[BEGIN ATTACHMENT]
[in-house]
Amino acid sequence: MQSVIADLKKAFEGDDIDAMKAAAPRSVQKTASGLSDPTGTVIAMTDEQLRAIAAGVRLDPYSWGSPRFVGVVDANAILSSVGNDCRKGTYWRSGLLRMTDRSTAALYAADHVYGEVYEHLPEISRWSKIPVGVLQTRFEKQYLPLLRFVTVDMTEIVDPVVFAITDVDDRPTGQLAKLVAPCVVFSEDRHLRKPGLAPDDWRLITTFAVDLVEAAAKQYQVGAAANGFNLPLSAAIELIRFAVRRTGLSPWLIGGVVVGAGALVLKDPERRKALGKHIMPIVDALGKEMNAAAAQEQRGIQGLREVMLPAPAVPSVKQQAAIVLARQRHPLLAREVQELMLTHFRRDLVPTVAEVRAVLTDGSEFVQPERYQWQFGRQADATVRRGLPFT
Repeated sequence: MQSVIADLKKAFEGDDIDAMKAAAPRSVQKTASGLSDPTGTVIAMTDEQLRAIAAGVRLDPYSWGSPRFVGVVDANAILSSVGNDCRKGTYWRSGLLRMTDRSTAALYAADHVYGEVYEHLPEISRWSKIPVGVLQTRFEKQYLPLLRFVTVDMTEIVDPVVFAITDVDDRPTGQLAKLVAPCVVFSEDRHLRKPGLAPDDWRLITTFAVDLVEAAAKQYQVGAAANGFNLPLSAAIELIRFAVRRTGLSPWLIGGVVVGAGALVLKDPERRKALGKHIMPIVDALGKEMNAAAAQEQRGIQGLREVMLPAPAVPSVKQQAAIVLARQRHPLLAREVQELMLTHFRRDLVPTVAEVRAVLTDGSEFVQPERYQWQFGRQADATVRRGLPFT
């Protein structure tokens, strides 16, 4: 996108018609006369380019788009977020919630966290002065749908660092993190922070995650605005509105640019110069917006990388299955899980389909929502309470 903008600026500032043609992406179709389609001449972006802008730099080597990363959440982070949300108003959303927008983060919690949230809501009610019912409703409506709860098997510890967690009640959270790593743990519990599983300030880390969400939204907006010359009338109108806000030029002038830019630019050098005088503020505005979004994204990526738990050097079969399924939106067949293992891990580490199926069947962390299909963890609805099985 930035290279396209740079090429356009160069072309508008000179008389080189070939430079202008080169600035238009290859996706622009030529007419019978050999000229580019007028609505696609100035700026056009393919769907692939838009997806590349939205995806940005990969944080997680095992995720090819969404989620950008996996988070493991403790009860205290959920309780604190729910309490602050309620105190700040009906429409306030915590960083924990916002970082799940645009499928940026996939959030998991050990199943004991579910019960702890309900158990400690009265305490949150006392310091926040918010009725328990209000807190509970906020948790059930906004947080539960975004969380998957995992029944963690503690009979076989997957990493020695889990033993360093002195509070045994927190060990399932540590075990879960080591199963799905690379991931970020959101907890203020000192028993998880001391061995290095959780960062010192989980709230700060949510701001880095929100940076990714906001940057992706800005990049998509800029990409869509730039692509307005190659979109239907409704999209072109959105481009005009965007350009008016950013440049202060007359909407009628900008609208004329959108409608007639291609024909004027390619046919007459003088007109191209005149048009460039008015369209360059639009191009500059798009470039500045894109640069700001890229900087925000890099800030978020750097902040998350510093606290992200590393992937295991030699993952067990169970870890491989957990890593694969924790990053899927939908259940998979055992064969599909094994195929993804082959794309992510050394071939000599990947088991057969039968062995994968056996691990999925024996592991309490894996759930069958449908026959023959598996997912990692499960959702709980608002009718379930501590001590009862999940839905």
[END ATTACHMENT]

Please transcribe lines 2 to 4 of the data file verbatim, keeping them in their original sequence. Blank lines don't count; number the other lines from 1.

Amino acid sequence: MQSVIADLKKAFEGDDIDAMKAAAPRSVQKTASGLSDPTGTVIAMTDEQLRAIAAGVRLDPYSWGSPRFVGVVDANAILSSVGNDCRKGTYWRSGLLRMTDRSTAALYAADHVYGEVYEHLPEISRWSKIPVGVLQTRFEKQYLPLLRFVTVDMTEIVDPVVFAITDVDDRPTGQLAKLVAPCVVFSEDRHLRKPGLAPDDWRLITTFAVDLVEAAAKQYQVGAAANGFNLPLSAAIELIRFAVRRTGLSPWLIGGVVVGAGALVLKDPERRKALGKHIMPIVDALGKEMNAAAAQEQRGIQGLREVMLPAPAVPSVKQQAAIVLARQRHPLLAREVQELMLTHFRRDLVPTVAEVRAVLTDGSEFVQPERYQWQFGRQADATVRRGLPFT
Repeated sequence: MQSVIADLKKAFEGDDIDAMKAAAPRSVQKTASGLSDPTGTVIAMTDEQLRAIAAGVRLDPYSWGSPRFVGVVDANAILSSVGNDCRKGTYWRSGLLRMTDRSTAALYAADHVYGEVYEHLPEISRWSKIPVGVLQTRFEKQYLPLLRFVTVDMTEIVDPVVFAITDVDDRPTGQLAKLVAPCVVFSEDRHLRKPGLAPDDWRLITTFAVDLVEAAAKQYQVGAAANGFNLPLSAAIELIRFAVRRTGLSPWLIGGVVVGAGALVLKDPERRKALGKHIMPIVDALGKEMNAAAAQEQRGIQGLREVMLPAPAVPSVKQQAAIVLARQRHPLLAREVQELMLTHFRRDLVPTVAEVRAVLTDGSEFVQPERYQWQFGRQADATVRRGLPFT
């Protein structure tokens, strides 16, 4: 996108018609006369380019788009977020919630966290002065749908660092993190922070995650605005509105640019110069917006990388299955899980389909929502309470 903008600026500032043609992406179709389609001449972006802008730099080597990363959440982070949300108003959303927008983060919690949230809501009610019912409703409506709860098997510890967690009640959270790593743990519990599983300030880390969400939204907006010359009338109108806000030029002038830019630019050098005088503020505005979004994204990526738990050097079969399924939106067949293992891990580490199926069947962390299909963890609805099985 930035290279396209740079090429356009160069072309508008000179008389080189070939430079202008080169600035238009290859996706622009030529007419019978050999000229580019007028609505696609100035700026056009393919769907692939838009997806590349939205995806940005990969944080997680095992995720090819969404989620950008996996988070493991403790009860205290959920309780604190729910309490602050309620105190700040009906429409306030915590960083924990916002970082799940645009499928940026996939959030998991050990199943004991579910019960702890309900158990400690009265305490949150006392310091926040918010009725328990209000807190509970906020948790059930906004947080539960975004969380998957995992029944963690503690009979076989997957990493020695889990033993360093002195509070045994927190060990399932540590075990879960080591199963799905690379991931970020959101907890203020000192028993998880001391061995290095959780960062010192989980709230700060949510701001880095929100940076990714906001940057992706800005990049998509800029990409869509730039692509307005190659979109239907409704999209072109959105481009005009965007350009008016950013440049202060007359909407009628900008609208004329959108409608007639291609024909004027390619046919007459003088007109191209005149048009460039008015369209360059639009191009500059798009470039500045894109640069700001890229900087925000890099800030978020750097902040998350510093606290992200590393992937295991030699993952067990169970870890491989957990890593694969924790990053899927939908259940998979055992064969599909094994195929993804082959794309992510050394071939000599990947088991057969039968062995994968056996691990999925024996592991309490894996759930069958449908026959023959598996997912990692499960959702709980608002009718379930501590001590009862999940839905």